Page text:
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Income (Corporate and Personal)
Payroll
Excise
Customs
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Federal Revenues
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State and Local Government Revenues
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State Budget Crunch of 2002
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37 states were forced to reduce their budgets.
Revenues were typically 10% less than
anticipated.
States with the most severe deficits:
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AK, AZ, CA, NY, NC, OK, OR, VA, and WA
Causes
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Cuts in taxes on business and individuals in the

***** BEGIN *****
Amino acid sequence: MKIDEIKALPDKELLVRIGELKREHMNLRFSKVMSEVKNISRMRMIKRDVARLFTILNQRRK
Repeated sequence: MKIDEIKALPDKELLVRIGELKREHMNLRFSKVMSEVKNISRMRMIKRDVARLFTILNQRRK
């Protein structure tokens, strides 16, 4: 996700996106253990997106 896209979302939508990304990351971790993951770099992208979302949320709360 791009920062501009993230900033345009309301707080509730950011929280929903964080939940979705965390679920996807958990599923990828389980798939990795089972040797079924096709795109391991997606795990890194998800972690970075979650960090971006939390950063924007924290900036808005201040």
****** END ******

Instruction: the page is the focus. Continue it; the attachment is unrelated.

1990s
No sales tax collections on services
Growth in costs of Medicaid
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Implications of a
Graying America
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Social Security
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Medicare
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In 2008 baby-boomers start to retire and collect
The ratio of workers to retiree falls
Health care inflation is substantially higher than
overall inflation
Medicaid
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Increased use of long-term care for baby-boomers
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How Much Government is
Enough?
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The question of how much government is
enough is an important one in any society.
It is the tradeoff between public and private
goods. When government gets bigger, its
increased involvement comes at the
expense of less private consumption.